scaena


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scaena

A temporary building or booth for players behind the acting area in the ancient theater; later the permanent back building of the theater.
McGraw-Hill Dictionary of Architecture and Construction. Copyright © 2003 by McGraw-Hill Companies, Inc.
References in periodicals archive ?
Property acquired adjacent to the theatre stage house will allow the creation of a large stage left wing space allowing framed drops to be traveled or slid onto the stage much like the historic scaena ductilis.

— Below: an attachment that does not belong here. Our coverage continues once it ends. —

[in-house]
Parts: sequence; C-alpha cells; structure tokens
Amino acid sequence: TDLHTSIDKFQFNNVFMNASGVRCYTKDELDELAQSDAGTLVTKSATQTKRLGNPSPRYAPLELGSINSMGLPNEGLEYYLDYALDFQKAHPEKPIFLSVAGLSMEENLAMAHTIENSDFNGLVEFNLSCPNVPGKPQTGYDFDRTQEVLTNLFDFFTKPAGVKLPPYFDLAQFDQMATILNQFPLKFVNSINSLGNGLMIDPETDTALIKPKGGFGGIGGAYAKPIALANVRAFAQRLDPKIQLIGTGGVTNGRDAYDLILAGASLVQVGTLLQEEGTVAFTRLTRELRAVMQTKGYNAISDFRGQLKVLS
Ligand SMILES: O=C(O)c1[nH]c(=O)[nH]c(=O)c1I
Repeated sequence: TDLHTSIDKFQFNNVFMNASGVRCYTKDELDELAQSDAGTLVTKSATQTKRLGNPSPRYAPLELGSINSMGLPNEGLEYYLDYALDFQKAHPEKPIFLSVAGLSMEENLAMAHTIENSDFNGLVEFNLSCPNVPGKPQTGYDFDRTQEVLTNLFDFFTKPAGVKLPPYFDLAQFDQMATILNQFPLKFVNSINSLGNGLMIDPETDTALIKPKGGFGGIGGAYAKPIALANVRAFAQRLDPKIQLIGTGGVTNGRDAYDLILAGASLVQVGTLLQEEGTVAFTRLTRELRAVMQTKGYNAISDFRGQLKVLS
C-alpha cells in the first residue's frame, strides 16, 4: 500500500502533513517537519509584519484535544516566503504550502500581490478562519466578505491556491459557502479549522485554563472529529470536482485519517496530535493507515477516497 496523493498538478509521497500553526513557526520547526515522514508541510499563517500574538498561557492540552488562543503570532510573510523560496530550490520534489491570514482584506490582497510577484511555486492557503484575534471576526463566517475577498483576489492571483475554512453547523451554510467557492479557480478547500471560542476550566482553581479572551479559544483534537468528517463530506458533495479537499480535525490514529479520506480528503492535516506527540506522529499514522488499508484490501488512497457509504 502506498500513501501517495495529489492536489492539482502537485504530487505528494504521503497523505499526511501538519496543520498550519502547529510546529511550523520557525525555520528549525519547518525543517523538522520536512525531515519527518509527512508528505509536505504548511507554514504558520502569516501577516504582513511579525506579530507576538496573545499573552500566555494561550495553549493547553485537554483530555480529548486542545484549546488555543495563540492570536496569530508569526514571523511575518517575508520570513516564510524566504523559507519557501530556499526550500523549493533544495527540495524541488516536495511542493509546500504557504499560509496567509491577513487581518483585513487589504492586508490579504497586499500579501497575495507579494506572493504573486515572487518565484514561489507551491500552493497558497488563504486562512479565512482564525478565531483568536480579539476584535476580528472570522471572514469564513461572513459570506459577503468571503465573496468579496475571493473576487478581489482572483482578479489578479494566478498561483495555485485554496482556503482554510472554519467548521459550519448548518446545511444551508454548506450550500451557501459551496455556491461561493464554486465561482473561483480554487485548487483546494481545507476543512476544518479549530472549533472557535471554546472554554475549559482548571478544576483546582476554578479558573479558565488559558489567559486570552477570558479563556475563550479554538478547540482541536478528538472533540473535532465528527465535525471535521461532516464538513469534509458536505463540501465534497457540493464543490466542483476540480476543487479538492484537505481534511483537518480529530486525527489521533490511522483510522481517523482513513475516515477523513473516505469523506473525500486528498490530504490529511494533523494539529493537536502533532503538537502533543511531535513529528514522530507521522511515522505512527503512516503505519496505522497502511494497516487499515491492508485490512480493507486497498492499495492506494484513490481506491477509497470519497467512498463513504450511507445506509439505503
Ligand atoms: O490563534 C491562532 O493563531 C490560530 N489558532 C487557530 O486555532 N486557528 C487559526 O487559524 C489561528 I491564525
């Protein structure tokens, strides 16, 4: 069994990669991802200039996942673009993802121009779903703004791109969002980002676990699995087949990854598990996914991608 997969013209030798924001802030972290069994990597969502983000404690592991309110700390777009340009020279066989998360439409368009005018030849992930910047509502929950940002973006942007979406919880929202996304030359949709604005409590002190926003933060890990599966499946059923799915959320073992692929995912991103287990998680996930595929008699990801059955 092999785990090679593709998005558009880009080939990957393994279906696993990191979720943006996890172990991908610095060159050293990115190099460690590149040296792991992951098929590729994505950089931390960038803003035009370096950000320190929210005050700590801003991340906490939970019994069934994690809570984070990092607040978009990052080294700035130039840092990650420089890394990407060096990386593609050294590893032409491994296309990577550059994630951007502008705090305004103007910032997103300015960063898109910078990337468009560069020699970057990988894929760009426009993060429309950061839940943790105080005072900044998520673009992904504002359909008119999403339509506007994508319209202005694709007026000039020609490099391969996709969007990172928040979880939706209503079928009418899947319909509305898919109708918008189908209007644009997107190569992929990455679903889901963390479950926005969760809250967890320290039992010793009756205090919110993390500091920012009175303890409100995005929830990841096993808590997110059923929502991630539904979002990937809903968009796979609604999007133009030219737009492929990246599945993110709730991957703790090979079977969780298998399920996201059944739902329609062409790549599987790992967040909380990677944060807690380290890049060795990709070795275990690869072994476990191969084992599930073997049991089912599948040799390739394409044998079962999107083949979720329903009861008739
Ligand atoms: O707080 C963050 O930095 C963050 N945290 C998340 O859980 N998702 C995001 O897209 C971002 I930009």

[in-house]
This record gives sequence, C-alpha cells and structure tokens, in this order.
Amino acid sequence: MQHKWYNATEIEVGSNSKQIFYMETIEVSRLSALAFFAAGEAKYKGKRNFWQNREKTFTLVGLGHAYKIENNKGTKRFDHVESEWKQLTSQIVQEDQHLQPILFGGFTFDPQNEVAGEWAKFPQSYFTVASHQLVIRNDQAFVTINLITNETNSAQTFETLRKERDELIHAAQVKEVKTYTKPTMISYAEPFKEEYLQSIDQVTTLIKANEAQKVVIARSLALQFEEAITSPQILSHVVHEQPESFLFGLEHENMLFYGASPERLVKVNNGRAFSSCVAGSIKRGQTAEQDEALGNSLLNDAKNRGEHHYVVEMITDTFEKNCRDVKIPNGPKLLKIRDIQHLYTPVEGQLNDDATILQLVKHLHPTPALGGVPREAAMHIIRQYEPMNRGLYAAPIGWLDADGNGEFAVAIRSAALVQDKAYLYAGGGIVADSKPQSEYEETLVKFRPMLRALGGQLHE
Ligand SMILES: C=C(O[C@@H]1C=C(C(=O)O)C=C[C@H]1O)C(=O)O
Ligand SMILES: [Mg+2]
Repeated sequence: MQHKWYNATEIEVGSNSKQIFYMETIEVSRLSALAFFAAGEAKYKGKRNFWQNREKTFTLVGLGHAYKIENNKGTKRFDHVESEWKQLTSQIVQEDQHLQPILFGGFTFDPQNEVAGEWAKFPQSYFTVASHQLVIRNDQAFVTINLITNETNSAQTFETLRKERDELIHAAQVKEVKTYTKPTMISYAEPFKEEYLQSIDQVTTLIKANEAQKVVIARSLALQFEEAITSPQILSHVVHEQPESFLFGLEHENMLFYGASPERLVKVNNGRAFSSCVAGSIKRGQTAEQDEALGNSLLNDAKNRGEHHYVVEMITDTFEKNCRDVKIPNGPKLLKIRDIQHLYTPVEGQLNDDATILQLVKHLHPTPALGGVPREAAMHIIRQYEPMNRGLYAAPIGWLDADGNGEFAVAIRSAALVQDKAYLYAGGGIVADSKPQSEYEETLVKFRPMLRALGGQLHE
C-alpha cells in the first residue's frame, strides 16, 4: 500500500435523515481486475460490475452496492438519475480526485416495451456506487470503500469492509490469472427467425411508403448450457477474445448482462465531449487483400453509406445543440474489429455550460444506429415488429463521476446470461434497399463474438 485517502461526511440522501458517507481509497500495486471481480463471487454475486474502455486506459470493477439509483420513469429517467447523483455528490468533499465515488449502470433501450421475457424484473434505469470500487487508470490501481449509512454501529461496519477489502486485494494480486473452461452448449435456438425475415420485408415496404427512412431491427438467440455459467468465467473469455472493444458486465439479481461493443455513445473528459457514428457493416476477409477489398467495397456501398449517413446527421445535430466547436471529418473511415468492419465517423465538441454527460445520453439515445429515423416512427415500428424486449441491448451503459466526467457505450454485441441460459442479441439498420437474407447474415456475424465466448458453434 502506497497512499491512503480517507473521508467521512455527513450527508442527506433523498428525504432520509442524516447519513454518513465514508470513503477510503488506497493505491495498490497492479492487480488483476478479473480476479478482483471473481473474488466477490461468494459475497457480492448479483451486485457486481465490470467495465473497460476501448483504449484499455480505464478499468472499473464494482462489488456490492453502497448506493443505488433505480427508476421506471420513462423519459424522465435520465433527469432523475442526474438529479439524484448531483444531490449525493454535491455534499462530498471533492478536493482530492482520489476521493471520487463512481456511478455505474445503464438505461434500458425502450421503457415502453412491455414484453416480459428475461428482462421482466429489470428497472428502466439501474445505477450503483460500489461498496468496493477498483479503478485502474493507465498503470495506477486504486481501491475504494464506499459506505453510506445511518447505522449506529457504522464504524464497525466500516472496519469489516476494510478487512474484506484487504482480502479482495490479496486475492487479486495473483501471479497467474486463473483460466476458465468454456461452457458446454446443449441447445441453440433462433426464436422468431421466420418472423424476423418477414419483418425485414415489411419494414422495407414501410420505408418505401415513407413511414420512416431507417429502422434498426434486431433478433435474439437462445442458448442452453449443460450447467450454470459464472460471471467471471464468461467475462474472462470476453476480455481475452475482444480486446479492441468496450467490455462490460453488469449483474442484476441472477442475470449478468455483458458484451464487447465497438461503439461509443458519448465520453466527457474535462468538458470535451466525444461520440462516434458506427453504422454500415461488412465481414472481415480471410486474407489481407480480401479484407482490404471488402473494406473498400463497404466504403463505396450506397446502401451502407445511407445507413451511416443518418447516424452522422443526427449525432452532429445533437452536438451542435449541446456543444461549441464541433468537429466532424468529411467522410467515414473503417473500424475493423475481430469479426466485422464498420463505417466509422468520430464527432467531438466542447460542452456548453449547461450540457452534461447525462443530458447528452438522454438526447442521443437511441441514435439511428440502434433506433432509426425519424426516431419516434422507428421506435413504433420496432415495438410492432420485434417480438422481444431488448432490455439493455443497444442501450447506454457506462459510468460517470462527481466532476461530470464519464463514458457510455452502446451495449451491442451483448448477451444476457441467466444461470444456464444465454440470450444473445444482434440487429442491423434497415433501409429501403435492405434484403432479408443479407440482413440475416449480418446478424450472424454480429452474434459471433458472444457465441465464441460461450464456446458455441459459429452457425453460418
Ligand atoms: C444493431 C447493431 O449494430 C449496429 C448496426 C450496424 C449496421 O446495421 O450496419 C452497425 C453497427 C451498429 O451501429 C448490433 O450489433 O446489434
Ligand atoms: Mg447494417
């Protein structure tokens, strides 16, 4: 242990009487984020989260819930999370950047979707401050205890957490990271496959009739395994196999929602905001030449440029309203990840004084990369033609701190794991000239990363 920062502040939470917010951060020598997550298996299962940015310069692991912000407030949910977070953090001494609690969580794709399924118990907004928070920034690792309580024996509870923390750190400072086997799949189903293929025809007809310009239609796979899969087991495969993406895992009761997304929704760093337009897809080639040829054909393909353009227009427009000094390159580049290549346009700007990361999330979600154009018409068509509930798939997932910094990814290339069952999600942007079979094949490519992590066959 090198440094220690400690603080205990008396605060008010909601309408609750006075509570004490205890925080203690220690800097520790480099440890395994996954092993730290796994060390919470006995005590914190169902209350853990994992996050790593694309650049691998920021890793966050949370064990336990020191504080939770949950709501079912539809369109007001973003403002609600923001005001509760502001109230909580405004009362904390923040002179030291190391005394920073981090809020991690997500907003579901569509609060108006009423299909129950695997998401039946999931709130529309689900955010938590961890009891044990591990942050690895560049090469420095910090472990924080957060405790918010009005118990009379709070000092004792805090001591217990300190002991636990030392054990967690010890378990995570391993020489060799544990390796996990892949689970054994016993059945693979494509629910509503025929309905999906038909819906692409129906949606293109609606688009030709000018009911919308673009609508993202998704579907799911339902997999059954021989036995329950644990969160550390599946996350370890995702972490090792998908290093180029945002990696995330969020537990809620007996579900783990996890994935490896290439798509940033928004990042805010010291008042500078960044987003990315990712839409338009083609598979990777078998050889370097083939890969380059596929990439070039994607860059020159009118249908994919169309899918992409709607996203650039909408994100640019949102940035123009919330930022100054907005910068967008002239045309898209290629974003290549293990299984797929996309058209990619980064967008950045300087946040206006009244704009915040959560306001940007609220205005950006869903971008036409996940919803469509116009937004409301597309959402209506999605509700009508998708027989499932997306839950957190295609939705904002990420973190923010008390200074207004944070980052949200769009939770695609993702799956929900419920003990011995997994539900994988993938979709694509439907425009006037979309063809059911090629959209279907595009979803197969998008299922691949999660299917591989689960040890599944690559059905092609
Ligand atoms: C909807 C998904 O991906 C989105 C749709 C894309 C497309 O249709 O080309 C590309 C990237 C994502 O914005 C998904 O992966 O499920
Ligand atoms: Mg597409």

Below the exedra, termed by Evans (2007:143) a "semi-circular stoa", a series of shallow stepped terraces create the effect of a Greek theatre, complete with orchestra and scaena below.
Modern editors typically override the scene division marked at this point by the Folio (from "Actus Secundus" to "Actus Tertia, Scaena Prima"), instead following Theobald's conflation of the two scenes into one (3.1) in the now traditional scheme.
Long for calling my attention to the distance between the screen and the high table at the Second Scaena Conference held in Cambridge in August 2001.
He lists derivations of the word obscenity, including a hypothesis according to which it relates to what was once "ab scaena" or "off stage," and notes that in classical Greek theater, much of a play's violence took place off stage (pp.